Logically, this makes sense. Desktop apps can be constrained with window sizing, and there are a lot of missed opportunities for native desktop apps. A reason most iOS apps don’t make their way to the Mac is that developers don’t see any reason to make an AppKit app after writing a UIKit app; doubling your efforts for minimal gain is just not smart.We also think this is a clever way to introduce iOS developers to the Mac platform. Whatever the case, these are early days, and the initial results are pretty impressive. We hope this tooling makes it easy for third-party app developers to create special desktop apps, starting next year.
Apple Unveils Its Plan for Cross-Platform Apps on iOS and Mac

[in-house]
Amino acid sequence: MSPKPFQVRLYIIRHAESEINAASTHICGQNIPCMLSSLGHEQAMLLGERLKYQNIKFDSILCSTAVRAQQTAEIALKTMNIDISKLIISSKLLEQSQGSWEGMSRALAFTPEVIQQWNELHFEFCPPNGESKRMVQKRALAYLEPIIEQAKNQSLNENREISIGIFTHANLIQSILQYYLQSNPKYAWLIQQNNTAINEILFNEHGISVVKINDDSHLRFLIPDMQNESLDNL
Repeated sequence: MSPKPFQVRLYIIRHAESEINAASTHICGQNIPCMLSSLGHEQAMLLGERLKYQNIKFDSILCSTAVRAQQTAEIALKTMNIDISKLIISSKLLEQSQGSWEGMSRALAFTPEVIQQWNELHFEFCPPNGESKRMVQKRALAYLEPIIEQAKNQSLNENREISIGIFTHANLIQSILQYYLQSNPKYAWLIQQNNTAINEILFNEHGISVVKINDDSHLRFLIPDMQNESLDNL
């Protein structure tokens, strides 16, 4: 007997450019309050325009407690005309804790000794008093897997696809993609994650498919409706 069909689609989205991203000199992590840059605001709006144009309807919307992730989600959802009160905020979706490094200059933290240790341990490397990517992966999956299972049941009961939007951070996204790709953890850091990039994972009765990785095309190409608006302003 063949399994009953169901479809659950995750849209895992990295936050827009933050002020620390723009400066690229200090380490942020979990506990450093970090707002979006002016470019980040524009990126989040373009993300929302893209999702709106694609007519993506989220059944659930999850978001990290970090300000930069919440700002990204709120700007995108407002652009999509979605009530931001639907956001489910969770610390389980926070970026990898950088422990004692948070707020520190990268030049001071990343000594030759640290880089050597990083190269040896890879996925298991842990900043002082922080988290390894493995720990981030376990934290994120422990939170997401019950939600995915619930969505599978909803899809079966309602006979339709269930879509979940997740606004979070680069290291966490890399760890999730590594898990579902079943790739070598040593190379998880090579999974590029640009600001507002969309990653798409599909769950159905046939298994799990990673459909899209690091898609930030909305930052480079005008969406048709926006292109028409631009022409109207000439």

The Marzipan rumors were true – or at least a variation of them. At WWDC 2018, Apple previewed its project for iOS/macOS cross-platform apps, and it’s a doozy. Late last year, news broke that Apple was working on a method to merge the iOS and macOS platforms. At this year’s WWDC, however, Apple platforms chief Craig Federighi stated emphatically that the two platforms aren't merging. Lauding the values and advantages of macOS, Federighi quickly transitioned into why there was so much speculation about a potential merge. First, Apple is fixing the Mac App Store to be more like its iOS counterpart. It will look and act much like the mobile version for iOS, but it’s a macOS app. The new Mac App Store is joined by four revamped native apps: News, Stocks, Voice Memos, and Home. They were all written in Swift, and are early examples of ‘Marzipan’ in action. Apple’s two platforms have unique frameworks: macOS has AppKit, and iOS has UIKit. As Federighi noted, the two share similar functionality and features. To bridge the gap between mobile and desktop, Apple is essentially creating an API that will help developers port their iOS apps to the Mac. The dual-framework method will use UIKit for heavy lifting, but AppKit to keep things desktop-friendly. AppKit will handle things like mouse clicks, menu bar and sidebar opacity, and window resizing. If UIKit is the window to an app, AppKit is its desktop frame. Apple didn’t say as much, but its four revamped native apps show that it feels iPad apps are best suited for the desktop. News, for example, uses the same side-bar for the Mac as its iPad version. Each adopts the iPad user interface (which is, at times, a blown-up iPhone app). Currently, Apple is testing its AppKit/UIKit project internally. It plans to have it ready for full release to developers next year. This coincides with another important change: the move away from 32-bit apps. Apple has started encouraging developers to update their legacy 32-bit codebases, and says the new version of macOS – Mojave – will be the last to support 32-bit apps at all (with High Sierra, Apple offered support with no degradation). By WWDC 2019, it will be making a big push to have developers update their apps. The company may also know developers won’t rush to update, which is why we have this double-framework, cross-platform tooling. It’s also a bit of side eye at Electron; rather than allow developers to create shells for progressive web apps, Apple is working to make native available to all its customers. But we don’t see a method for this being profitable yet. It’s too early to discuss how developers will be able to sell their kinda-sorta-Mac-apps, or if they can at all. It’s very possible Apple will push developers to pursue a subscription model and forgo charging users twice for the same app. Another reason this new system exists is duplication of work. Federighi admitted it’s not advantageous to write an AppKit app on top of writing a UIKit app. We’d agree. In May, I wrote the following: